Israeli negotiators responded by threatening to put “endless” sanctions on the Palestinians, the sources said.
During the heated exchanges, US special envoy Martin Indyk reiterated his support for Israel’s security.
Majid Faraj responded by stressing that the Palestinians were there for “political, not security” talks and to negotiate about Jerusalem as the future capital of an independent Palestinian state.
Erekat responded to Israeli threats of sanctions by saying the PLO would go after Israeli officials as “war criminals” in international institutions.
US Secretary of State John Kerry phoned President Mahmoud Abbas on Wednesday as peace talks appeared to have reached an impasse over Israel’s refusal to free prisoners.
A day earlier, Abbas said he had begun steps to join several UN agencies and ratify international treaties after Israel failed to release a final group of pre-Oslo Palestinian prisoners.
The announcement was a blow to Kerry’s frenetic efforts to resolve the dispute over Palestinian prisoners and find a way to extend the fragile peace talks beyond a looming April 29 deadline.
In July, the PLO agreed to postpone accession to international bodies in exchange for the release of 104 Palestinians prisoners jailed before the Oslo Accords.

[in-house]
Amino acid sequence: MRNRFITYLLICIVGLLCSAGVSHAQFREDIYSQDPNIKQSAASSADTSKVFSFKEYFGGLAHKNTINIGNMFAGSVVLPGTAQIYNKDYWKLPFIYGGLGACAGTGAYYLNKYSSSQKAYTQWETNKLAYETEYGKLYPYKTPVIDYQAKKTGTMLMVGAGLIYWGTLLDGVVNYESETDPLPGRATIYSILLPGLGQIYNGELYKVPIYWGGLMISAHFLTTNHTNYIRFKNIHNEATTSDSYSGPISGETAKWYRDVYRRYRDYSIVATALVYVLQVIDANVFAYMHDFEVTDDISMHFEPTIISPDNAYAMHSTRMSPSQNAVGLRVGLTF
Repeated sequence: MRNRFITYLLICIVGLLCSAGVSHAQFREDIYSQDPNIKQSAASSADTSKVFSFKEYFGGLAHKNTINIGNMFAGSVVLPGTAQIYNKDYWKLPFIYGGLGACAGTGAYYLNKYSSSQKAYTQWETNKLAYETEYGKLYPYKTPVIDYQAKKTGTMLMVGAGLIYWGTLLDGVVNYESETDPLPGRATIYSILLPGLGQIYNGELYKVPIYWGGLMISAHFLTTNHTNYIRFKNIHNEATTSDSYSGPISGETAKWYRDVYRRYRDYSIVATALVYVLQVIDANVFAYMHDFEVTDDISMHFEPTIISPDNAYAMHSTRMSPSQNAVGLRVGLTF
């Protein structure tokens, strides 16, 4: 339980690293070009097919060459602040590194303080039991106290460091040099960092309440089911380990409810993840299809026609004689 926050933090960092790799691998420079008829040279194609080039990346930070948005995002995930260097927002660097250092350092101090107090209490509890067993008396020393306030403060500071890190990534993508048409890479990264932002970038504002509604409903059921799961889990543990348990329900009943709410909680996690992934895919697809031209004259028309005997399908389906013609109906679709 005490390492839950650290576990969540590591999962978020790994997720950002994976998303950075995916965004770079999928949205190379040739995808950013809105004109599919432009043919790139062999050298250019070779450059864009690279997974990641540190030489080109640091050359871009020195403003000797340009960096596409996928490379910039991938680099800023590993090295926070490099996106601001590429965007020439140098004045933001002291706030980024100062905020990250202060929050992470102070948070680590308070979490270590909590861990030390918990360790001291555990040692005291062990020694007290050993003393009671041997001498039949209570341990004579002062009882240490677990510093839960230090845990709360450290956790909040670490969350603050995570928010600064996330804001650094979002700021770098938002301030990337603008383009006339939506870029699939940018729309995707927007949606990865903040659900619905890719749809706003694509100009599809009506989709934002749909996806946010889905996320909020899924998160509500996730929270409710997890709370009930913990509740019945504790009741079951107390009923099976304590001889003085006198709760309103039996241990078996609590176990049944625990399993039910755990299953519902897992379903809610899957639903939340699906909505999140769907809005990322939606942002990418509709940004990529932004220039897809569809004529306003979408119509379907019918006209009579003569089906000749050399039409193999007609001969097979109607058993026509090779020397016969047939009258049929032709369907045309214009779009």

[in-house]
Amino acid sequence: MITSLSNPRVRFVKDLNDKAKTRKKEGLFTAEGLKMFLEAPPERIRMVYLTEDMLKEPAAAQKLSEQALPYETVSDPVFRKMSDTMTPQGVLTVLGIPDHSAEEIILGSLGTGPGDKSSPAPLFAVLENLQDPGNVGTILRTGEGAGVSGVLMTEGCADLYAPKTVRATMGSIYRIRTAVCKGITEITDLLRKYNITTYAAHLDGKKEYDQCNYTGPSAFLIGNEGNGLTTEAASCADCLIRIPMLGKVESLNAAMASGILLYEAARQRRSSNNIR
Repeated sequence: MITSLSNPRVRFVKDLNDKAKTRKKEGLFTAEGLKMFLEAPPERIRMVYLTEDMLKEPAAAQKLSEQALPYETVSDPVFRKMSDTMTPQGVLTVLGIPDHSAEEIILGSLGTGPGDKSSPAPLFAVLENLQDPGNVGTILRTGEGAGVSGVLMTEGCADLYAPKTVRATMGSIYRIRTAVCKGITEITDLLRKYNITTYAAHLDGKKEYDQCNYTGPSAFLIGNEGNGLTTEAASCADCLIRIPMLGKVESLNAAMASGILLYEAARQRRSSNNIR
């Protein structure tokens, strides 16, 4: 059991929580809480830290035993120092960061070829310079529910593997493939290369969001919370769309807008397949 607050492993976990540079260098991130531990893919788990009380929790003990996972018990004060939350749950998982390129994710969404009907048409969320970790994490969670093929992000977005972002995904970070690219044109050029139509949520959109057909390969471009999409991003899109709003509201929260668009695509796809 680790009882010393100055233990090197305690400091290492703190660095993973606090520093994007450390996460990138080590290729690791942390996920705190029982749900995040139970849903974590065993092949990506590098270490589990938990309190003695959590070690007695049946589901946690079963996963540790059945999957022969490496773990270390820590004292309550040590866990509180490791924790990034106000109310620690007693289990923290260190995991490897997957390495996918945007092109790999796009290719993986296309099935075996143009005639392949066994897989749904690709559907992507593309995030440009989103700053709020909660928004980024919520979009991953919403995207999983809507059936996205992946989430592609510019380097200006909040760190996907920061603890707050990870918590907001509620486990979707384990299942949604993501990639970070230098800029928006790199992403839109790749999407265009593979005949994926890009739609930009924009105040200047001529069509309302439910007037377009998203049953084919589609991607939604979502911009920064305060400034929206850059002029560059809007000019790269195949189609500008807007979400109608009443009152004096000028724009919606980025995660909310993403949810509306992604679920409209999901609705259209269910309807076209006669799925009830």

“Since Israel failed to release the last group of prisoners, the State of Palestine is no longer obliged to postpone its rights to accede to multilateral treaties and conventions,” the PLO said in a statement Wednesday.
“Despite the escalation of oppressive Israeli policies such as the killing of Palestinian civilians, settlement construction, raids on vulnerable communities, arbitrary arrests and detentions, home demolitions and the removal of residency rights, we remained committed to the negotiations process and supported US efforts,” it added.
By Hugh Naylor, The National
April 02, 2014
1) The Four Geneva Conventions of 12 August 1949 and the First Additional Protocol
2) The Vienna Convention on Diplomatic Relations
3) The Vienna Convention on Consular Relations
4) The Convention on the Rights of the Child and the Optional Protocol to the Convention on the Rights of the Child on the Involvement of Children in armed conflict
5) The Convention on the Elimination of All Forms of Discrimination against Women
6) The Hague Convention (IV) respecting the Laws and Customs of War on Land and its annex: Regulations Concerning the Laws and Customs of War on Land
7) The Convention on the Rights of Persons with Disabilities
8) The Vienna Convention on the Law of Treaties
9) The International Convention on the Elimination of All Forms of Racial Discrimination
10) The Convention against Torture and Other Cruel, Inhuman or Degrading Treatment or Punishment
11) The United Nations Convention against Corruption
12) The Convention on the Prevention and Punishment of the Crime of Genocide
13) The International Convention on the Suppression and Punishment of the Crime of Apartheid
14) The International Covenant on Civil and Political Rights
15) The International Covenant on Economic, Social and Cultural Rights